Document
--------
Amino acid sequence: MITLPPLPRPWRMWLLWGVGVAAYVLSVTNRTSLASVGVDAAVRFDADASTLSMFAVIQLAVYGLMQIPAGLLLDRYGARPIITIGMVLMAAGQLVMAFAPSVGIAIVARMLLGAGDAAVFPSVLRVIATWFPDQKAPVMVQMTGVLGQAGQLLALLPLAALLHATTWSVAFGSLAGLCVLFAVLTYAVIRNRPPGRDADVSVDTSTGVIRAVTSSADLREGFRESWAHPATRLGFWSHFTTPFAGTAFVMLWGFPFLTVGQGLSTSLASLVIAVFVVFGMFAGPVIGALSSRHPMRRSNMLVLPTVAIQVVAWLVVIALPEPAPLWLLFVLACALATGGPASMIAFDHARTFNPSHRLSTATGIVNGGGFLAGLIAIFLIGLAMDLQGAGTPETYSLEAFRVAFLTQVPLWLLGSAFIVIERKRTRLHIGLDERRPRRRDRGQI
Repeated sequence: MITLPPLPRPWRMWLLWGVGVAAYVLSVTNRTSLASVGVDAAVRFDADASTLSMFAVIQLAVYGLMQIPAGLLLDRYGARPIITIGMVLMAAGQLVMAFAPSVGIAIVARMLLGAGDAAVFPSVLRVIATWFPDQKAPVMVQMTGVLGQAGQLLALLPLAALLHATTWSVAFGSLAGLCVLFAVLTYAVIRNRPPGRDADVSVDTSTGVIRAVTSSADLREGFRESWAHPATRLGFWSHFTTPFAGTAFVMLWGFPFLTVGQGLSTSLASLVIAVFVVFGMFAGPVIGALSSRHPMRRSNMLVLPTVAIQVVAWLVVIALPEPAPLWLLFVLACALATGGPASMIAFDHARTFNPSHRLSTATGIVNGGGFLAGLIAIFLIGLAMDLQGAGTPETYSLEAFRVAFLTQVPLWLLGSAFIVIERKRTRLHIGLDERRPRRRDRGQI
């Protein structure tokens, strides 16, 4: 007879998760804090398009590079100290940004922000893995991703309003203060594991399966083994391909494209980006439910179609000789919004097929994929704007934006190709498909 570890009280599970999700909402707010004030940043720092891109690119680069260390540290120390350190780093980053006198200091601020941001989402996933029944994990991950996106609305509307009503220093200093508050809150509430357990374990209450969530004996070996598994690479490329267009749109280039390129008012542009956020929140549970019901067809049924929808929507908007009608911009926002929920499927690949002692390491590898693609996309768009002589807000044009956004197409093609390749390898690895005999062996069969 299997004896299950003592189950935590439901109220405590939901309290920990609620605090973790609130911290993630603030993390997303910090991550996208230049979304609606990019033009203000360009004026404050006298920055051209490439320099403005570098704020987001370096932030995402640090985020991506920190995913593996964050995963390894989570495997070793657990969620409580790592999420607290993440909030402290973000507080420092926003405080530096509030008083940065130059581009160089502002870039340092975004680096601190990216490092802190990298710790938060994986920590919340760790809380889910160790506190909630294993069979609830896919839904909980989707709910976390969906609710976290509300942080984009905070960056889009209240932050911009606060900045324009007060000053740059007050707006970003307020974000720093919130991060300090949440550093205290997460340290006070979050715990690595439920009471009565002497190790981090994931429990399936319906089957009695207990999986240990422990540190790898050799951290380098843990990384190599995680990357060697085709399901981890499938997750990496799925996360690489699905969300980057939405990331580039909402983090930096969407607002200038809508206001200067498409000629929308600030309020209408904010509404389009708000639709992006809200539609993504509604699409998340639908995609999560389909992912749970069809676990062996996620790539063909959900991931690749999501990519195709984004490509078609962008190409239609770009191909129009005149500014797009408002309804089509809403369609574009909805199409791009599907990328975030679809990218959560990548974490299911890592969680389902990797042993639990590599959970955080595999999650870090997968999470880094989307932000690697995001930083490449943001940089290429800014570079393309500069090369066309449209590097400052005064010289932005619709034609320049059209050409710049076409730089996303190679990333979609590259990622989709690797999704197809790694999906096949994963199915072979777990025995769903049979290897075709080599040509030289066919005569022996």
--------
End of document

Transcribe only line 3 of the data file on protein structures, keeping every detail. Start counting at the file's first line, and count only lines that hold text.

């Protein structure tokens, strides 16, 4: 007879998760804090398009590079100290940004922000893995991703309003203060594991399966083994391909494209980006439910179609000789919004097929994929704007934006190709498909 570890009280599970999700909402707010004030940043720092891109690119680069260390540290120390350190780093980053006198200091601020941001989402996933029944994990991950996106609305509307009503220093200093508050809150509430357990374990209450969530004996070996598994690479490329267009749109280039390129008012542009956020929140549970019901067809049924929808929507908007009608911009926002929920499927690949002692390491590898693609996309768009002589807000044009956004197409093609390749390898690895005999062996069969 299997004896299950003592189950935590439901109220405590939901309290920990609620605090973790609130911290993630603030993390997303910090991550996208230049979304609606990019033009203000360009004026404050006298920055051209490439320099403005570098704020987001370096932030995402640090985020991506920190995913593996964050995963390894989570495997070793657990969620409580790592999420607290993440909030402290973000507080420092926003405080530096509030008083940065130059581009160089502002870039340092975004680096601190990216490092802190990298710790938060994986920590919340760790809380889910160790506190909630294993069979609830896919839904909980989707709910976390969906609710976290509300942080984009905070960056889009209240932050911009606060900045324009007060000053740059007050707006970003307020974000720093919130991060300090949440550093205290997460340290006070979050715990690595439920009471009565002497190790981090994931429990399936319906089957009695207990999986240990422990540190790898050799951290380098843990990384190599995680990357060697085709399901981890499938997750990496799925996360690489699905969300980057939405990331580039909402983090930096969407607002200038809508206001200067498409000629929308600030309020209408904010509404389009708000639709992006809200539609993504509604699409998340639908995609999560389909992912749970069809676990062996996620790539063909959900991931690749999501990519195709984004490509078609962008190409239609770009191909129009005149500014797009408002309804089509809403369609574009909805199409791009599907990328975030679809990218959560990548974490299911890592969680389902990797042993639990590599959970955080595999999650870090997968999470880094989307932000690697995001930083490449943001940089290429800014570079393309500069090369066309449209590097400052005064010289932005619709034609320049059209050409710049076409730089996303190679990333979609590259990622989709690797999704197809790694999906096949994963199915072979777990025995769903049979290897075709080599040509030289066919005569022996």